Testimonials for Pioneer Member Ann Oaks

Alex Bewley – While not intimately familiar with Ann’s research, she was a large part of my childhood and influential as a scientific “elder.” Always questioning, comfortable with difficult questions and not one to accept weakly thought out answers.

Robert Keates and Ingrid Boesel – I was not directly associated with Ann Oaks, but my wife, Ingrid Boesel, was her senior technician for a number of years. Ann was somewhat underappreciated by her own university and by granting authorities, but she nevertheless achieved an international reputation, as witnessed by the number of international visitors who passed through her lab

Wataru Mitsuhashi – Ann Oaks conducted research at the frontiers of plant physiology/biochemistry for a large number of years, many of those when female scientists struggled to gain independence and recognition. But she prevailed, and succeeded. To date, Ann Oaks is the only Canadian female scientist who has been nominated as a Pioneer of ASPB.

Sobhana (Shoba) Sivasankar – Dr Ann Oaks was my Ph D supervisor and taught me to think critically and analytically, for which I am forever indebted to her. When I moved from pure agronomy to work on a PhD centered on plant physiology, this was instrumental in molding my education and experimentation. Her signature has carried me through my career in the seed industry and then in international agricultural development.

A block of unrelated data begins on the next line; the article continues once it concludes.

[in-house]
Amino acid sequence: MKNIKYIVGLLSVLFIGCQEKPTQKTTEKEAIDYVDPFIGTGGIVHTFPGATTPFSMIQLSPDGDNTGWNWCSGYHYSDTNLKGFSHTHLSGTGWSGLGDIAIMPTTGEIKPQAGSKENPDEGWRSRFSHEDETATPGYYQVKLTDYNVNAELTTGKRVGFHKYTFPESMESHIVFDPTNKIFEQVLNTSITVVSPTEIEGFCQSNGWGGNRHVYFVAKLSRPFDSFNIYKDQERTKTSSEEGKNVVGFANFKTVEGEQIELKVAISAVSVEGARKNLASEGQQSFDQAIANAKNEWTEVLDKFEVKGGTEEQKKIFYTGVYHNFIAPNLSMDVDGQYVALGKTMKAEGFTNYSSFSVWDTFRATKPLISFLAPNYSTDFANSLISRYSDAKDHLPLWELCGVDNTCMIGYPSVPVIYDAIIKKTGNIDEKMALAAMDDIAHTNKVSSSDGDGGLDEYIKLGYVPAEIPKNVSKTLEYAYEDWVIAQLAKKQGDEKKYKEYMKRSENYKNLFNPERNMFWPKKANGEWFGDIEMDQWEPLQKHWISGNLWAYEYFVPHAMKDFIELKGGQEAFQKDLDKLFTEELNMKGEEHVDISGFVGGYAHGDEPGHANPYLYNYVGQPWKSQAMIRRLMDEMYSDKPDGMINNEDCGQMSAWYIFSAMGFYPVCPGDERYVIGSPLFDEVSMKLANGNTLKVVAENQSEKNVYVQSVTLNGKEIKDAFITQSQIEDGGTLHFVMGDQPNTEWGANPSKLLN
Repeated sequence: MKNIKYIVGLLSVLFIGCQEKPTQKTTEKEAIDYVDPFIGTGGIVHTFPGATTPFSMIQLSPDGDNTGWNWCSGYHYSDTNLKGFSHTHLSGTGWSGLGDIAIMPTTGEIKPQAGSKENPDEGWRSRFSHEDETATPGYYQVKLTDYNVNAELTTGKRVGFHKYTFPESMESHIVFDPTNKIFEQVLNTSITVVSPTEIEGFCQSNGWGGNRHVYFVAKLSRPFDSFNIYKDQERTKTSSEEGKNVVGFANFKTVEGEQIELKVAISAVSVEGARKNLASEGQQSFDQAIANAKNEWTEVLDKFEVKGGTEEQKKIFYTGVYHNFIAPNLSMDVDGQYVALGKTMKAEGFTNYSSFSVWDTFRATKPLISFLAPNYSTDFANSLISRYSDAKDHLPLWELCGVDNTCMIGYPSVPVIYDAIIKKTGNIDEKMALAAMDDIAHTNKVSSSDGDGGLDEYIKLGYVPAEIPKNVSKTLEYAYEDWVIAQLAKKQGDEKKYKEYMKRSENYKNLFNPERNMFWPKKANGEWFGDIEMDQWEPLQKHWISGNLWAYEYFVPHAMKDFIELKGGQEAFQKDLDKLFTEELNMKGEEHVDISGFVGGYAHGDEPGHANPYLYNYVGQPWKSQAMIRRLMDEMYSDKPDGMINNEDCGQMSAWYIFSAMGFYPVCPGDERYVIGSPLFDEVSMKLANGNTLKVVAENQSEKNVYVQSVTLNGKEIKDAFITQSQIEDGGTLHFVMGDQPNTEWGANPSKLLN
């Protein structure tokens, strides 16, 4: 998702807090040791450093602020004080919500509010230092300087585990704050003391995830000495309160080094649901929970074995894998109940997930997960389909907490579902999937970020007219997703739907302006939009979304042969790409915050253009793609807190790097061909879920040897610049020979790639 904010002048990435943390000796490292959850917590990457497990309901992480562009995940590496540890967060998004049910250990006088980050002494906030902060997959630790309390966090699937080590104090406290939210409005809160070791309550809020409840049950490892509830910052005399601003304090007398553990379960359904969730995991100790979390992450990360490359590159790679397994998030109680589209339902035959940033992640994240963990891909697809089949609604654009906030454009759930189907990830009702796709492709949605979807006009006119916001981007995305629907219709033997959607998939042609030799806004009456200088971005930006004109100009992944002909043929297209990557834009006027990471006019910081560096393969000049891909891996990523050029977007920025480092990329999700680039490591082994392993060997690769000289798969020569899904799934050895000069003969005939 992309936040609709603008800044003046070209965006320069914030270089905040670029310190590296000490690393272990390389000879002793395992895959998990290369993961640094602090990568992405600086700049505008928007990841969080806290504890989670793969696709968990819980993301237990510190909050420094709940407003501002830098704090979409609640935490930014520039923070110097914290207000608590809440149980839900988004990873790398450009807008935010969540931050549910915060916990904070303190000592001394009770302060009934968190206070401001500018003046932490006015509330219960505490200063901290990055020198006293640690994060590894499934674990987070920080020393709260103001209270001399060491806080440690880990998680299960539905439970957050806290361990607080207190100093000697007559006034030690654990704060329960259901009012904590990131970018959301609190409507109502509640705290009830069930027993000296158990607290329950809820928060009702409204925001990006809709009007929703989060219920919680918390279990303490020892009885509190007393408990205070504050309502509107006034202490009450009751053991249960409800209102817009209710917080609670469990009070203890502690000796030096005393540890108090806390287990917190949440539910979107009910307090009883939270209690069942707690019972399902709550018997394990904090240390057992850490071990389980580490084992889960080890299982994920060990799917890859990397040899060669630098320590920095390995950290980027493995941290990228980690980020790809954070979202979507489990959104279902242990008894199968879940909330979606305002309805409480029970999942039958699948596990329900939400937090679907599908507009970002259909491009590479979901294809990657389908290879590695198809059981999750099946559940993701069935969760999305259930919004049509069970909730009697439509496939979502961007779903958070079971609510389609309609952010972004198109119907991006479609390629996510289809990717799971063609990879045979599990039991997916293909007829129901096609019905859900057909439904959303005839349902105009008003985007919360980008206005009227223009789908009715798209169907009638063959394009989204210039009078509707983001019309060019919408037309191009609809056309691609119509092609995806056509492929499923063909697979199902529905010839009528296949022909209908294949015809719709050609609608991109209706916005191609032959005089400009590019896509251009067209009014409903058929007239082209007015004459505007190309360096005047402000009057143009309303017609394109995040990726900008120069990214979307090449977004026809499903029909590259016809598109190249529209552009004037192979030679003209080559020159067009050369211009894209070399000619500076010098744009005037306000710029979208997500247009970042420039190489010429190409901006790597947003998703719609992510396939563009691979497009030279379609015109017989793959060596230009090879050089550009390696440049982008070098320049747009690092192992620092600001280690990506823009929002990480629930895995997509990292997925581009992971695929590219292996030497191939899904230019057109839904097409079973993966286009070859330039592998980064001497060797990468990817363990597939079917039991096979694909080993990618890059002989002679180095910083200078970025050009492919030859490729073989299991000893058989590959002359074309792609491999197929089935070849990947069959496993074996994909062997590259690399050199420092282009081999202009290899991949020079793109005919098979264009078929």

Bill Wallace – Ann Oaks was a very insightful and critical thinker in plant physiology and biochemistry with a great passion for protecting the natural environment.  I had the privilege to work in Ann’s laboratory in 1968-1970 at Mc Master University and again in 1993 at the University of Guelph. Ann had a great knowledge of plant physiology and biochemistry. She was particularly astute and quick to evaluate the significance of new findings in her laboratory. She passed on her passion for plant science to undergraduate and graduate students, encouraging them in their careers. I admired Ann for building a distinguished career at a time when most university and research positions were male dominated. She had a great love of the natural and indigenous life of Canada and had a passionate concern for the environment and politics.

Chris Wood – Ann was a force of nature, a friend, and an important mentor to me. In my early years as an Assistant Professor at McMaster University, I shared a course with her where I taught the animal physiology part (my area of expertise) and she taught the plant physiology part. I learned all I know about plant physiology from her, to the extent that I was later able to teach it myself.

Tomoyuki Yamaya – She conducted research at the frontiers of plant physiology/biochemistry in Canada.